• household items, furniture, personal computer, and related equipment
  • livestock for family use: five cows, 100 chickens, 20 sheep, 10 hogs, 2 horses (along with bridles and saddles), feed to last one year
  • personal injury and wrongful death recoveries to $50,000
  • prepaid funeral benefits ( §36-6125(H))
  • war bond payroll savings account ( §51-42)
  • wedding and anniversary rings to $3,000


Tax-exempt retirement accounts (including 401(k)s, 403(b)s, profit-sharing, and money purchase plans, SEP and SIMPLE IRAs, and defined benefit plans). 11 U.S.C. § 522.

IRAS and Roth IRAs up to the current maximum. (This amount is adjusted every three years. For the most recent figure, see Your Retirement Account in Bankruptcy.) 11 U.S.C. § 522(b)(3)(C)(n); §15-41-30(A)(13)

Erisa-qualified benefits, IRAs, Roth IRAs, Education IRAs & Keoghs. §31-1(A)(20), (24)

County employees §19-959

Disabled veterans §31-7

Firefighters §11-49-126

Judges §20-1111

Law enforcement employees §47-2-303.3

Police officers §11-50-124

Public employees §74-923

Tax-exempt benefits §60-328

Teachers §70-17-109

Public Benefits

Crime victim compensation §21-142.13

Earned income tax credit §31-1(A)(23)

Public assistance §56-173

Social Security. §56-173

Unemployment compensation. §40-2-303

Workers' compensation. §85-48

Tools of the Trade

Implements needed to farmland that is your homestead. Tools, books, and other apparatus for your business or profession, up to $10,000 total. §31-1(A)(5); 31-1(C)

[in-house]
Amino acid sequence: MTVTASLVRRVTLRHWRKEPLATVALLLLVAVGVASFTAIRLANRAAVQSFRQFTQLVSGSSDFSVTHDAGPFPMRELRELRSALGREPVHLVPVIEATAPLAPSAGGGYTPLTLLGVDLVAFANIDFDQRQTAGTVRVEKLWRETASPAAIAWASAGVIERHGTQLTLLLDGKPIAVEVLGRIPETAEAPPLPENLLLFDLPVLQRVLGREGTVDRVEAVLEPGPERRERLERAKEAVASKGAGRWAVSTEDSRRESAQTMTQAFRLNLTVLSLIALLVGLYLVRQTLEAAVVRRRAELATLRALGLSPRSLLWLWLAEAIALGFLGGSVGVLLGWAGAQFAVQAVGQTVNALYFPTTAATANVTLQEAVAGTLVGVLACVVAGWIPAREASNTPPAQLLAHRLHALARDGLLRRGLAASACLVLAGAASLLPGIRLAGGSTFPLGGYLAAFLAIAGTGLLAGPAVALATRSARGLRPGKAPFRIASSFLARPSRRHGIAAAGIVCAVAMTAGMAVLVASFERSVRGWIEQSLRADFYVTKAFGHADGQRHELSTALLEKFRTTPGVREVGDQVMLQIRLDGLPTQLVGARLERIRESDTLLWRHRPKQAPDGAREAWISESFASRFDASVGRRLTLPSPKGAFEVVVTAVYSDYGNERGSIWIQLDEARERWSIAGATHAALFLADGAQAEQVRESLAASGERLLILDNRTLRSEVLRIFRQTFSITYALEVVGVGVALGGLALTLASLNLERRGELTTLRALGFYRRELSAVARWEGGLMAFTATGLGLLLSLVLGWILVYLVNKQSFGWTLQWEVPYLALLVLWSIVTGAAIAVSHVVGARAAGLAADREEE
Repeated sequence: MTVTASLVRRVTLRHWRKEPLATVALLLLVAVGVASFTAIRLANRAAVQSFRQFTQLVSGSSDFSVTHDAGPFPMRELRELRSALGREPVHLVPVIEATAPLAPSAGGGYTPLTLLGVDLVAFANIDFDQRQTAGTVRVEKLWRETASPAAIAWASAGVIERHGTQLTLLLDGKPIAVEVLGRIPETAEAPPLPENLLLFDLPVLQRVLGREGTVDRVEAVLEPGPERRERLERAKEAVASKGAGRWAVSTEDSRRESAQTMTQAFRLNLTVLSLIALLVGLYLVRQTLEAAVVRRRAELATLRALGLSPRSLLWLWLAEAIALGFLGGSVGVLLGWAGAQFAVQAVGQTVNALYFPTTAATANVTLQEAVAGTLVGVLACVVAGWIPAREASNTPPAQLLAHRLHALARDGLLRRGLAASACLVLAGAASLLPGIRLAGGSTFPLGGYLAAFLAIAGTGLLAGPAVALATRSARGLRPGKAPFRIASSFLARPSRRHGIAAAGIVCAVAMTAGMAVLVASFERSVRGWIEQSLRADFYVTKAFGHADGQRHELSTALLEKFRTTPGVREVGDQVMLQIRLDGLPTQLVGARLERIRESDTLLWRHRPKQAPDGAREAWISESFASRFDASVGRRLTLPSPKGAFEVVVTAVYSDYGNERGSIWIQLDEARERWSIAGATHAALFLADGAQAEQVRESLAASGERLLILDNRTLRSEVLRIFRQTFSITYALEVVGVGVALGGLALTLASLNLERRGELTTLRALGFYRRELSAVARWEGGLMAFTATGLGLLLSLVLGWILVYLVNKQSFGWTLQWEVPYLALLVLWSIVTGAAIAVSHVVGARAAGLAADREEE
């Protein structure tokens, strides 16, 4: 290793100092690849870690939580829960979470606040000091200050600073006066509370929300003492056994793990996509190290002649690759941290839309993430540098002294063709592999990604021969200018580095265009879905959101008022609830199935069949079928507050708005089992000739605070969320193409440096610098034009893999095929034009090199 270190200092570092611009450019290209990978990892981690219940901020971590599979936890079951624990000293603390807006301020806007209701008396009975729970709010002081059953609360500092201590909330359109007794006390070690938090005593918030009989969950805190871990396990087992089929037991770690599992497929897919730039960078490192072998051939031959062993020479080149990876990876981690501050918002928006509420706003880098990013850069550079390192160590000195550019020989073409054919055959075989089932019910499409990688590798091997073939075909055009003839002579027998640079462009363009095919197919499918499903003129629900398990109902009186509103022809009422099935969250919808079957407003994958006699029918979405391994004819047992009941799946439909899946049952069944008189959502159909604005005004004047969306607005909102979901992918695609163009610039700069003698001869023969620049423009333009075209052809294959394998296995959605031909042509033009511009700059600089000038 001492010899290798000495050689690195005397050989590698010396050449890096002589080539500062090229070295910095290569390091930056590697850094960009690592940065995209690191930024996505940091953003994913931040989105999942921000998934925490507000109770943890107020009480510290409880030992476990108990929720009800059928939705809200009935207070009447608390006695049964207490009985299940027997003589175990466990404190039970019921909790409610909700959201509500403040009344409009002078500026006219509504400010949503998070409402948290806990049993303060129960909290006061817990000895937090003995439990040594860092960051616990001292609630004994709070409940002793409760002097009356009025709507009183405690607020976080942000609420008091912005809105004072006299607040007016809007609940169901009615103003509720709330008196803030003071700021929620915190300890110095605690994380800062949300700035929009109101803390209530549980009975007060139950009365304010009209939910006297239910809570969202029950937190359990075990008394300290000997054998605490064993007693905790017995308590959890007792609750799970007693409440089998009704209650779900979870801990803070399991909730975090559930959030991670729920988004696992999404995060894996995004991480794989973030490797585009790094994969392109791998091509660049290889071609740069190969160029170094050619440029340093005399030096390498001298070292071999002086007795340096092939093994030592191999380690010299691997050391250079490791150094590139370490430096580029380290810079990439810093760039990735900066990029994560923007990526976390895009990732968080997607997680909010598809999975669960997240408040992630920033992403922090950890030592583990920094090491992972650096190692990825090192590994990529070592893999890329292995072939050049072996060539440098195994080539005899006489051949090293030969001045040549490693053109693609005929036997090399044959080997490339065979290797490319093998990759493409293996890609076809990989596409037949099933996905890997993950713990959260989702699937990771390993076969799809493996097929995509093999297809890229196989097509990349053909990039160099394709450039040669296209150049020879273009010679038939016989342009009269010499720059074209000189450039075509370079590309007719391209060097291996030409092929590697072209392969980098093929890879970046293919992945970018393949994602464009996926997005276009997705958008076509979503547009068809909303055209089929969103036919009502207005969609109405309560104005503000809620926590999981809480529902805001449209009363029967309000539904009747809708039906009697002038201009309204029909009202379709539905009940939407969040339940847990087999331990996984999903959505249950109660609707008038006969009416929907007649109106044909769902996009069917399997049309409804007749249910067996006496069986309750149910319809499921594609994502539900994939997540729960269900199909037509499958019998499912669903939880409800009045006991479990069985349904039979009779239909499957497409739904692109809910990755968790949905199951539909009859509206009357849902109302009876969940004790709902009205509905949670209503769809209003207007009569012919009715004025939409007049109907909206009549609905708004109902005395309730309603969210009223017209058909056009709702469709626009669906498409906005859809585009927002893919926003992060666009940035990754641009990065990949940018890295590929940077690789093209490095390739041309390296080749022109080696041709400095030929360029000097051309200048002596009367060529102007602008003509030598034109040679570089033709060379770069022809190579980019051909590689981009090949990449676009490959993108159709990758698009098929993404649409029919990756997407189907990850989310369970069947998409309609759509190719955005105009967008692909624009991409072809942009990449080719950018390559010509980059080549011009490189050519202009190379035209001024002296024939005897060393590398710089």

You may exempt 75% of your wages that you earned in the 90 days before your bankruptcy filing. The bankruptcy judge may allow you to keep more if you can demonstrate hardship. §12-1171.1; §31-1(A)(18); §31-1.1

Life Insurance

The following life and other insurance are exempt.

  • Annuity benefits and cash value. §36-3631.1
  • Assessment of mutual benefits. §36-2410
  • Fraternal benefit society benefits. §36-2718.1
  • Funeral benefits if they are prepaid and placed in a trust. §36-6125
  • Group life policy or proceeds. §36-3632
  • Insurance proceeds and cash value of life, health, accident, and mutual benefit insurance if there is a provision in the contract that prohibits them from being used to pay creditors. §36-3631.1
  • Stock insurance benefits in a limited amount. §36-2510

Other Oklahoma Exemptions

Alimony and child support. §31-1(A)(19)

Beneficiary's interest in a statutory support trust. §6-3010

Liquor license. §37-532

Property of a business partnership. §54-1-504

Confirming Oklahoma Bankruptcy Exemptions

This list doesn't include all Oklahoma bankruptcy exemptions. Others exist. Also, exemption amounts could have changed since the last update.

To find the most current laws, visit Oklahoma Statutes Annotated section on the Oklahoma legislature's website. Because ensuring that you've found the correct information can be challenging, consider consulting with an Oklahoma bankruptcy attorney.

Talk to a Bankruptcy Lawyer

Need professional help? Start here.

How it Works

  1. Briefly tell us about your case
  2. Provide your contact information
  3. Choose attorneys to contact you
Get Professional Help

Get debt relief now.

We've helped 205 clients find attorneys today.

How It Works

  1. Briefly tell us about your case
  2. Provide your contact information
  3. Choose attorneys to contact you